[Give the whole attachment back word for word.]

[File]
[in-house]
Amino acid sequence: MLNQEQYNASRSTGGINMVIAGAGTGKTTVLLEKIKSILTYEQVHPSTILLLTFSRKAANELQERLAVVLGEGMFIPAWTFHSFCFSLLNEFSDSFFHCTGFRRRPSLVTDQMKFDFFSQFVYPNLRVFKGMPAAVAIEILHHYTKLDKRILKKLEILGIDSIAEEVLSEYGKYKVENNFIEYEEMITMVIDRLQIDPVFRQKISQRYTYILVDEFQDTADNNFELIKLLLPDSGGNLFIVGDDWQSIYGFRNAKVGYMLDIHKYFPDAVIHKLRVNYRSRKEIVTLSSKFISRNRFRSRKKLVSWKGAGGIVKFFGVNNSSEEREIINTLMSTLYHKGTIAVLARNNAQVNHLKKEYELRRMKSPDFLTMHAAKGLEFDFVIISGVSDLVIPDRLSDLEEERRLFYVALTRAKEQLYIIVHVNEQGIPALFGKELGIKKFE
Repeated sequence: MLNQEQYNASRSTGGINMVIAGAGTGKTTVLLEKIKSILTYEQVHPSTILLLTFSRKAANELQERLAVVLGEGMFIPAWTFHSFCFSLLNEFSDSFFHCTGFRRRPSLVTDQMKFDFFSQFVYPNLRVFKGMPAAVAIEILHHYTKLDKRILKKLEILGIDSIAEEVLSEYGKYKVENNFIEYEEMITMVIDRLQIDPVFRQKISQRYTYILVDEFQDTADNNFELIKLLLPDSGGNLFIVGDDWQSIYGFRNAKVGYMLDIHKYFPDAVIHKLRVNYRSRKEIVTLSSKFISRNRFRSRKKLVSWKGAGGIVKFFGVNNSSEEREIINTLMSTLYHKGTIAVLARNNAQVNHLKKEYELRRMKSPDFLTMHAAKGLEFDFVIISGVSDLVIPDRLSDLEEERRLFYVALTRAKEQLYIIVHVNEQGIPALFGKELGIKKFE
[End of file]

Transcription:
[in-house]
Amino acid sequence: MLNQEQYNASRSTGGINMVIAGAGTGKTTVLLEKIKSILTYEQVHPSTILLLTFSRKAANELQERLAVVLGEGMFIPAWTFHSFCFSLLNEFSDSFFHCTGFRRRPSLVTDQMKFDFFSQFVYPNLRVFKGMPAAVAIEILHHYTKLDKRILKKLEILGIDSIAEEVLSEYGKYKVENNFIEYEEMITMVIDRLQIDPVFRQKISQRYTYILVDEFQDTADNNFELIKLLLPDSGGNLFIVGDDWQSIYGFRNAKVGYMLDIHKYFPDAVIHKLRVNYRSRKEIVTLSSKFISRNRFRSRKKLVSWKGAGGIVKFFGVNNSSEEREIINTLMSTLYHKGTIAVLARNNAQVNHLKKEYELRRMKSPDFLTMHAAKGLEFDFVIISGVSDLVIPDRLSDLEEERRLFYVALTRAKEQLYIIVHVNEQGIPALFGKELGIKKFE
Repeated sequence: MLNQEQYNASRSTGGINMVIAGAGTGKTTVLLEKIKSILTYEQVHPSTILLLTFSRKAANELQERLAVVLGEGMFIPAWTFHSFCFSLLNEFSDSFFHCTGFRRRPSLVTDQMKFDFFSQFVYPNLRVFKGMPAAVAIEILHHYTKLDKRILKKLEILGIDSIAEEVLSEYGKYKVENNFIEYEEMITMVIDRLQIDPVFRQKISQRYTYILVDEFQDTADNNFELIKLLLPDSGGNLFIVGDDWQSIYGFRNAKVGYMLDIHKYFPDAVIHKLRVNYRSRKEIVTLSSKFISRNRFRSRKKLVSWKGAGGIVKFFGVNNSSEEREIINTLMSTLYHKGTIAVLARNNAQVNHLKKEYELRRMKSPDFLTMHAAKGLEFDFVIISGVSDLVIPDRLSDLEEERRLFYVALTRAKEQLYIIVHVNEQGIPALFGKELGIKKFE